For instance, it would be wrong to make false promises because we would be treating others as merely a means and not respecting them as persons with intrinsic value. In order to avoid misunderstanding Kant, it is crucial to distinguish between treating someone as a means to an end and treating them merely as a means to an end. In a complex network of social relationships, we use other people all the time as means to our ends without dehumanizing them. For instance, we use the services of certain people to deliver our newspapers, groceries, and mail.
Students use professors as tools to become educated and earn degrees. By contrast, when you use someone merely as a means only, it is abusive and lacks respect for that person. The abuse of that person shows that you do not believe they have value apart from his or her immediate use. Kant believed that human beings occupy a special place in creation. Human beings have dignity, because they are rational agents, capable of making their own decisions and guiding their conduct by reason. Therefore, we have the duty of being good to all persons.
In the Hill case, Paul cannot kill the doctor, because according to Kant, in virtue of being a person the doctor had rights, dignity, and intrinsic moral worth, as well as value. Hence, killing the doctor would be the wrong thing to do and through Kant that action is not morally justified, since the moral law demands that we treat others as ends in themselves, and never as mere means to other ends. In other words, you should always treat other rational beings (persons) as having absolute moral worth, or as the ultimate ends of action. “?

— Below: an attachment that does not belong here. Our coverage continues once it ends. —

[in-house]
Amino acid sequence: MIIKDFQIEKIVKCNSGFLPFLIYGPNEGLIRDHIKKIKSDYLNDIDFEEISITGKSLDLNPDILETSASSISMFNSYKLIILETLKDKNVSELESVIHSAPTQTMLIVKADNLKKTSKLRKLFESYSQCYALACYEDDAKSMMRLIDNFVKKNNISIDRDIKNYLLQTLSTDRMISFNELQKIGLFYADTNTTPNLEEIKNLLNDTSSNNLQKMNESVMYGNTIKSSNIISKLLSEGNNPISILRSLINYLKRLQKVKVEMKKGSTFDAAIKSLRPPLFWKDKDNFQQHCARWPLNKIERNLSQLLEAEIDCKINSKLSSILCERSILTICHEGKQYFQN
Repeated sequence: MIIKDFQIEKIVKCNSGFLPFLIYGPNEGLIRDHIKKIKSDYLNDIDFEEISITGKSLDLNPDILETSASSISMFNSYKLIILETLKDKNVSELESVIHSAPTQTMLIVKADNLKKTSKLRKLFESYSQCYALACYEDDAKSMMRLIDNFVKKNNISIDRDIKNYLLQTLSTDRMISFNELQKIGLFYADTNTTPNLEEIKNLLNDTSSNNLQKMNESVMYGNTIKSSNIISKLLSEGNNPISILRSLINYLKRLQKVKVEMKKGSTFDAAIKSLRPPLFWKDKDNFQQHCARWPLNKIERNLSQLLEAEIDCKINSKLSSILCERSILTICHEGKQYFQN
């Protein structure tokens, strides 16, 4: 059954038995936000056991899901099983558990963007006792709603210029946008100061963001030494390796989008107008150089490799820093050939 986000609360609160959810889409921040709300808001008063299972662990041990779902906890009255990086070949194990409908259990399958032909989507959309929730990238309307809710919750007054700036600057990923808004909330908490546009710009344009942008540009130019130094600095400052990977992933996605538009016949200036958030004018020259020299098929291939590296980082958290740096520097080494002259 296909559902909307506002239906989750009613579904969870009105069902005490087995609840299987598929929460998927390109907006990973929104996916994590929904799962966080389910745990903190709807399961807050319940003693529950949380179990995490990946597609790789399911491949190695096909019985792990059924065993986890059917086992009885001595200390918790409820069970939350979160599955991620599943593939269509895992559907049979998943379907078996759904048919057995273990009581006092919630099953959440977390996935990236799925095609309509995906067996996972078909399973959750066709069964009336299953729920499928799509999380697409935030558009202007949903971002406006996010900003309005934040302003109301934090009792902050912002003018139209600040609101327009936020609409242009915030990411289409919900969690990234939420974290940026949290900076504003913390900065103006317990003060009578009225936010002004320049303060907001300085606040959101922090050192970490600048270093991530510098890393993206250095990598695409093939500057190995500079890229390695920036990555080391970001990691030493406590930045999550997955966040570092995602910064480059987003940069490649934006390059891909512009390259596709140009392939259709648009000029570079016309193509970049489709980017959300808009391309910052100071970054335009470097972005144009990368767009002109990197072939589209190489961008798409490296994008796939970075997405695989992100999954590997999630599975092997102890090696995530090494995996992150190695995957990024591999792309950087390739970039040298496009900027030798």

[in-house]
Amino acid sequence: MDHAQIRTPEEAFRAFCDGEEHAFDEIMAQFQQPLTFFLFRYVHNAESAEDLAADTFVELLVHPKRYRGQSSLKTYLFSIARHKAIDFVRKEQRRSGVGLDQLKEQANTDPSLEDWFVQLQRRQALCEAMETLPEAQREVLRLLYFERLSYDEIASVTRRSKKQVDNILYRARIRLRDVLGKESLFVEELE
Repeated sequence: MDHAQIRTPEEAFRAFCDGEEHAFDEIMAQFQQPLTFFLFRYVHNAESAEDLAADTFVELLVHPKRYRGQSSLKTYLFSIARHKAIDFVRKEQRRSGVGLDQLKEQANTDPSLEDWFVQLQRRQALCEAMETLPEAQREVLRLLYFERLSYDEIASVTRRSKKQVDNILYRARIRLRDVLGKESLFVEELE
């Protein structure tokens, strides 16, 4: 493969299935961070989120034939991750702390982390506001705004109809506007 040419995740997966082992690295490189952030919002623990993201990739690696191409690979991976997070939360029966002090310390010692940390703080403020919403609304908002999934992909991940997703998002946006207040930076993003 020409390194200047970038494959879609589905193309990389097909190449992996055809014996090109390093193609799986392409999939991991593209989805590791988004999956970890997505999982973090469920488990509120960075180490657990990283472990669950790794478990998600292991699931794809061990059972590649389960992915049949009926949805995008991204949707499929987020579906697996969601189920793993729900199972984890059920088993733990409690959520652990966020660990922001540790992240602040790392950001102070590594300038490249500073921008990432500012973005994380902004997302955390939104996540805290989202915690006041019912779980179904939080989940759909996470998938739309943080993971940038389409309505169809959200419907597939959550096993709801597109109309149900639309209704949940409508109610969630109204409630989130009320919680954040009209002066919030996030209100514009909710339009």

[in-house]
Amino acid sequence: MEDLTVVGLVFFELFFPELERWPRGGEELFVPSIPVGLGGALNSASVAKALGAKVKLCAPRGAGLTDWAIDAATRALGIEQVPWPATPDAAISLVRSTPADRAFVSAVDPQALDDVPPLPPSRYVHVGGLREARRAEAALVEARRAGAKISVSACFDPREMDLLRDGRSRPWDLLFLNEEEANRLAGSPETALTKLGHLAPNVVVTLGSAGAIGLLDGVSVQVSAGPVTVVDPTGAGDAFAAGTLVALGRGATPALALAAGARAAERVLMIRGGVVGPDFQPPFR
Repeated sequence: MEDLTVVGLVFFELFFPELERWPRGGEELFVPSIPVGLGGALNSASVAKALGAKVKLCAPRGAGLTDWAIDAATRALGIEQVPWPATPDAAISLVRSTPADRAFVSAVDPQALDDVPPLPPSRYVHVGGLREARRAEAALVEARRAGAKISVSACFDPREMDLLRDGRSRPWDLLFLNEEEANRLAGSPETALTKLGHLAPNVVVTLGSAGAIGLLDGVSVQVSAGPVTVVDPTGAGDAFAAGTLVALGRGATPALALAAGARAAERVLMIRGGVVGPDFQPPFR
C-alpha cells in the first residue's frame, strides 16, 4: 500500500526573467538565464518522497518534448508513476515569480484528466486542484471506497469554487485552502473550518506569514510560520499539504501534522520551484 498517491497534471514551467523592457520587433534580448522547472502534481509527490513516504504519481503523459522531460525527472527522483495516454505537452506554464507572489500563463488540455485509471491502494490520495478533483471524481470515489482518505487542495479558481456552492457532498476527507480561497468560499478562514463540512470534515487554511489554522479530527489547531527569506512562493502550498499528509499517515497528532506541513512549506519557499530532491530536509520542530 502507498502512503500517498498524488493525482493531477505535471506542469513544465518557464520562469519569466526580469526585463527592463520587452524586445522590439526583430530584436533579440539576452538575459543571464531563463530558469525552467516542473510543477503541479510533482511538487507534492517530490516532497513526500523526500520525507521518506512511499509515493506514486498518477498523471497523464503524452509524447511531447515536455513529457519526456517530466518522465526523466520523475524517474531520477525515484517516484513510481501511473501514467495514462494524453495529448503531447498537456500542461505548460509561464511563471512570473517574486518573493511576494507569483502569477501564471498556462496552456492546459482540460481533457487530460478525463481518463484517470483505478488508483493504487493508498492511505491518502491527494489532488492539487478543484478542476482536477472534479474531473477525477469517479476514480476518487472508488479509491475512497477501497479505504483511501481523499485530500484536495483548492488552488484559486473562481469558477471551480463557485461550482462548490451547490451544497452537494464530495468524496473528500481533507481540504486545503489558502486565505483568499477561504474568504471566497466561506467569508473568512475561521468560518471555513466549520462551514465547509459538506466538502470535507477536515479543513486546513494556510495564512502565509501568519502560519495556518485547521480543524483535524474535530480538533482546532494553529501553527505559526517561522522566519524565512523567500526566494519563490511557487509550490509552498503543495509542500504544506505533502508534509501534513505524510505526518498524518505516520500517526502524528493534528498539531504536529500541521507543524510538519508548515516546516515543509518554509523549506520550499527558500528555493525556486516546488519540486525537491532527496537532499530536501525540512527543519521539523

This I will call the principle of autonomy of the will in contrast to all other principles which I accordingly count under heteronomy (P. 33). ” The moral will is the only truly autonomous will. Only by following the absolute dictates of reason (which is the source of will) do we arrive at the moral law, since will is a kind of reason, following the dictates of reason means following the dictates of will itself. Because we are subject only to the laws of our reason, he says, we are autonomous beings. And our autonomy gives us dignity and worth beyond all price.
Due to our priceless dignity and worth, all persons are worthy of respect. ” An immoral will would not be autonomous since it would violate itself, the law it gives to itself. The immoral will is heteronomous. If you pursue ends that are not the ultimate ends (the absolute dignity of persons), your actions are ruled by something other than the true (rational) form of will. You might be ruled by passion, by desire, by the wish for happiness, etc. , but whatever it is, it is not self-rule by reason. Therefore, Paul cannot kill the doctor, because in doing so, he will be violating the inherent worth and dignity of persons.
“A rational being belongs to the realm of ends as a member when he gives universal laws in it while also himself subject to these laws? (P. 33)” By this, I believe he means that Paul Hill cannot kill the doctor, because that will make him a hypocrite. He is strongly against abortion, which is the killing of the fetus who is a person from the moment of conception. Therefore, it is wrong for him to kill the doctor, because in doing so, he will be going against his own belief of taking life. Unlike Kant, John Stuart Mill believed in an ethical theory known as utilitarianism.
Utilitarianism is another theory in which the main objective is to explain the nature of ethics and morality. There are many formulations to this theory. Utilitarianism is based upon utility, or doing what produces the greatest happiness. It states that the actions of a person should be based upon the “greatest happiness principle. ” This principle states that ethical actions command the greatest amount of happiness for the greatest number of people. Mill’s main point is that one should guide his or her judgments by what will give more pleasure.